ISPO

Published in Cancer Detection and Prevention 2000; 24(Supplement 1).

Evidence for potential chemopreventive and chemotherapeutic utility of the cyclooxygenase-2 specific inhibitor, celecoxib, in epithelial cancers

AT Koki PhD 1, K Seibert PhD 1, KM Leahy MS 1, BS Zweifel MS 1, RJ Moore MS 1, D Heuvelman MS 1, BM Woerner MS 1, AJ Dannenberg MD 2, RL Ornberg PhD 1, JL Masferrer PhD 1

1 Pharmacia Corporation, St Louis, MO, 2 Strang Cancer Prevention Center, New York Presbytarian Hospital, New York, NY, atkoki@monsanto.com

AIMS: Cyclooxygenase-2 (COX-2) is overexpressed in many human epithelial tumors, including colon, breast, prostate, head and neck, esophageal, skin, pancreatic, cervical, endometrial, ovarian, and lung. In these human cancers, COX-2 immunoreactivity is detected in the neoplastic cells per se, and in the vasculature adjacent to and within tumorous nests. This distribution implies COX-2 derived prostaglandins may contribute directly to the maintenance and growth of tumors cells, and contribute to the induction of new blood vessels. METHODS: The COX-2 specific inhibitor, celecoxib, was evaluated as a monotherapy and in combination with cyclophosphamide or 5-Fluorouracil for anti-cancer activity in relevant models of lung and human colon cancer. RESULTS: In C57/B6 mice bearing Lewis lung carcinoma, celecoxib inhibited tumor growth in a dose dependent fashion with maximum inhibition of 86% in tumor volume. Addition of cyclophosphamide to celecoxib resulted in near complete (97%) inhibition of tumor growth. Furthermore, a reduction of number and size of lung metastases was observed in celecoxib treated mice. Similar to the Lewis lung model, celecoxib dose-dependently suppressed human colon tumors (HT-29) implanted into nude mice; an effect that was augmented by 5-Fluorouracil (5-FU = 61%, Cel =68%, 5-FU + Cel = 83% inhibition). Mechanistically, celecoxib demonstrated potent antiangiogenic activity. In a rat model of angiogenesis, corneal blood vessel formation was dose-dependently suppressed by celecoxib, but not by a selective COX-1 inhibitor. CONCLUSIONS: The ability of celecoxib to inhibit tumor growth, suppress metastasis, and block neoangiogenesis, suggests a novel application of this anti-inflammatory drug in the prevention and treatment of human cancer.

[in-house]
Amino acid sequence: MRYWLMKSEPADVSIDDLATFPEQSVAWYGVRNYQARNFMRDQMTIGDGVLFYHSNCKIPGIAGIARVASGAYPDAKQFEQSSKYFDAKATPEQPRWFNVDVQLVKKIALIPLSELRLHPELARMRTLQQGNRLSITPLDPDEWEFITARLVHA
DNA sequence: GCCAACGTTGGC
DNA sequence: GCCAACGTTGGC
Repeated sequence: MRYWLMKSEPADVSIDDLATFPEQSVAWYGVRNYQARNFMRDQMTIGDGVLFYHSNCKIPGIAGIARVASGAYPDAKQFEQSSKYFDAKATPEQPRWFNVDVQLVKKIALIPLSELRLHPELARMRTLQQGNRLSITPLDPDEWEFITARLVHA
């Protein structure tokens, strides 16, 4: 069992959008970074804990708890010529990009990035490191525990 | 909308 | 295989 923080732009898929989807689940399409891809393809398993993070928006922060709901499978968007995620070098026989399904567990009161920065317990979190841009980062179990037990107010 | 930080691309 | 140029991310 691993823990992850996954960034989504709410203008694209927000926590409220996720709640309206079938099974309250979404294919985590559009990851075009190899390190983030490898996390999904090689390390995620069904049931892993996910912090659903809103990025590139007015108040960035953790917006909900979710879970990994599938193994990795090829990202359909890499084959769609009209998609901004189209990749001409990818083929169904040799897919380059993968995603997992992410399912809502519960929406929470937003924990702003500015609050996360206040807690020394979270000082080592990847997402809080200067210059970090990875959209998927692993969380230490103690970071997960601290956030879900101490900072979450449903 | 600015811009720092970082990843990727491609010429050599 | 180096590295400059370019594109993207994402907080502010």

KEY WORDS: anti-angiogenic.

For more information, contact atkoki@monsanto.com

Paper presented at the International Symposium on Impact of Biotechnology on Cancer Diagnostic & Prognostic Indicators; Geneva, Switzerland; October 28 - 31, 2000; in the section on satellite symposium.

http://www.cancerprev.org/Journal/Issues/24/101/229/3681